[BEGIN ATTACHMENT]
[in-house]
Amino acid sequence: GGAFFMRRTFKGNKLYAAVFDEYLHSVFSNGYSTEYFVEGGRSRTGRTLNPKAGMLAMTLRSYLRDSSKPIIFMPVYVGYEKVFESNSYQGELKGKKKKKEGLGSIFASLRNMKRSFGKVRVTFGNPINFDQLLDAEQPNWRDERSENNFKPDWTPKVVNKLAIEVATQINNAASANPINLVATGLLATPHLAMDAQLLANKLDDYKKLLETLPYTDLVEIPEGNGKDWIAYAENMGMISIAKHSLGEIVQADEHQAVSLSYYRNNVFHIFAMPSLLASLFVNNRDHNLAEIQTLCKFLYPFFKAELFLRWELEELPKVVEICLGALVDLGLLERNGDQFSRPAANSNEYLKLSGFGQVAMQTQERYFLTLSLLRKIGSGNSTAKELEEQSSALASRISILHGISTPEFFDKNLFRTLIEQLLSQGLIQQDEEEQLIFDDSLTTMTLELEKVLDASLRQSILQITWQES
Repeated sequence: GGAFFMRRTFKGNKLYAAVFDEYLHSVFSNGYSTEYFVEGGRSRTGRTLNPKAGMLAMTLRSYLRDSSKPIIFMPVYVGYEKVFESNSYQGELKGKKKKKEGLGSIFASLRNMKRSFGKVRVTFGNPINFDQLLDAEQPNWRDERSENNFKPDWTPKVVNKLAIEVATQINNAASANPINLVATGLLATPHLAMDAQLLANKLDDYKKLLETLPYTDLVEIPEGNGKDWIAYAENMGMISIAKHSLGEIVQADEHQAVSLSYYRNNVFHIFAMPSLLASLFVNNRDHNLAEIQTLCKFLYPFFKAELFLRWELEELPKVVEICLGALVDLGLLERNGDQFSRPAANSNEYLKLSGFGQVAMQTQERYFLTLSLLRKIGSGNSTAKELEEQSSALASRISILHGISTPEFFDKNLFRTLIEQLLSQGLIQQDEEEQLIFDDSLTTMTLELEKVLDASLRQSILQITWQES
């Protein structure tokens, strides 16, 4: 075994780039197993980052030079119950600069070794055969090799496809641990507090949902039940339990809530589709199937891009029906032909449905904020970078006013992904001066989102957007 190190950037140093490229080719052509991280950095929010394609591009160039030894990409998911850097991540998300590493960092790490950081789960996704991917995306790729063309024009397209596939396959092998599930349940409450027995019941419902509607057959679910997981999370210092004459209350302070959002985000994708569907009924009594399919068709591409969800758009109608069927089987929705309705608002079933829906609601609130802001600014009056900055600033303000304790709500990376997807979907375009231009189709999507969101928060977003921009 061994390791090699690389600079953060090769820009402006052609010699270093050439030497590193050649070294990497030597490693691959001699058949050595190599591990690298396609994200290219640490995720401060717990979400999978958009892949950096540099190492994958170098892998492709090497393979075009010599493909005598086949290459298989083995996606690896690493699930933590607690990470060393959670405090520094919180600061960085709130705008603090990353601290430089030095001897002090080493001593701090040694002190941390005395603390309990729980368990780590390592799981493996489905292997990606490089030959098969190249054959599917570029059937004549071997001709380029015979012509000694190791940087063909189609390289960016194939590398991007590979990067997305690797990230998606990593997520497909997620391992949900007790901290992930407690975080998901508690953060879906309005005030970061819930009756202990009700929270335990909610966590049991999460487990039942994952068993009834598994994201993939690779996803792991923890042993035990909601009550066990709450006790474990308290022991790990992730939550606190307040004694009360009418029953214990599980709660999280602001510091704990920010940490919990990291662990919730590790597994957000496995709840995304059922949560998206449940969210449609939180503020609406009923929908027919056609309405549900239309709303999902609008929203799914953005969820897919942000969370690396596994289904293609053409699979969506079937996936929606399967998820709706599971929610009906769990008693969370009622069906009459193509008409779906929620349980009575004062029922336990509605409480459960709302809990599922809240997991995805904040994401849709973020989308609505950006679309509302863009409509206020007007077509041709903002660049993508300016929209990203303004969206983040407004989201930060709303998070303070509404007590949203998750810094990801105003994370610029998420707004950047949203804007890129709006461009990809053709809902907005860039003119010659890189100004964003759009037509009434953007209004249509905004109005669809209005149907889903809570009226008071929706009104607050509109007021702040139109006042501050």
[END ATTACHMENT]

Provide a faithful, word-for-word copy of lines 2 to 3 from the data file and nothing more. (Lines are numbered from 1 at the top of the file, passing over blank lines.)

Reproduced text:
Amino acid sequence: GGAFFMRRTFKGNKLYAAVFDEYLHSVFSNGYSTEYFVEGGRSRTGRTLNPKAGMLAMTLRSYLRDSSKPIIFMPVYVGYEKVFESNSYQGELKGKKKKKEGLGSIFASLRNMKRSFGKVRVTFGNPINFDQLLDAEQPNWRDERSENNFKPDWTPKVVNKLAIEVATQINNAASANPINLVATGLLATPHLAMDAQLLANKLDDYKKLLETLPYTDLVEIPEGNGKDWIAYAENMGMISIAKHSLGEIVQADEHQAVSLSYYRNNVFHIFAMPSLLASLFVNNRDHNLAEIQTLCKFLYPFFKAELFLRWELEELPKVVEICLGALVDLGLLERNGDQFSRPAANSNEYLKLSGFGQVAMQTQERYFLTLSLLRKIGSGNSTAKELEEQSSALASRISILHGISTPEFFDKNLFRTLIEQLLSQGLIQQDEEEQLIFDDSLTTMTLELEKVLDASLRQSILQITWQES
Repeated sequence: GGAFFMRRTFKGNKLYAAVFDEYLHSVFSNGYSTEYFVEGGRSRTGRTLNPKAGMLAMTLRSYLRDSSKPIIFMPVYVGYEKVFESNSYQGELKGKKKKKEGLGSIFASLRNMKRSFGKVRVTFGNPINFDQLLDAEQPNWRDERSENNFKPDWTPKVVNKLAIEVATQINNAASANPINLVATGLLATPHLAMDAQLLANKLDDYKKLLETLPYTDLVEIPEGNGKDWIAYAENMGMISIAKHSLGEIVQADEHQAVSLSYYRNNVFHIFAMPSLLASLFVNNRDHNLAEIQTLCKFLYPFFKAELFLRWELEELPKVVEICLGALVDLGLLERNGDQFSRPAANSNEYLKLSGFGQVAMQTQERYFLTLSLLRKIGSGNSTAKELEEQSSALASRISILHGISTPEFFDKNLFRTLIEQLLSQGLIQQDEEEQLIFDDSLTTMTLELEKVLDASLRQSILQITWQES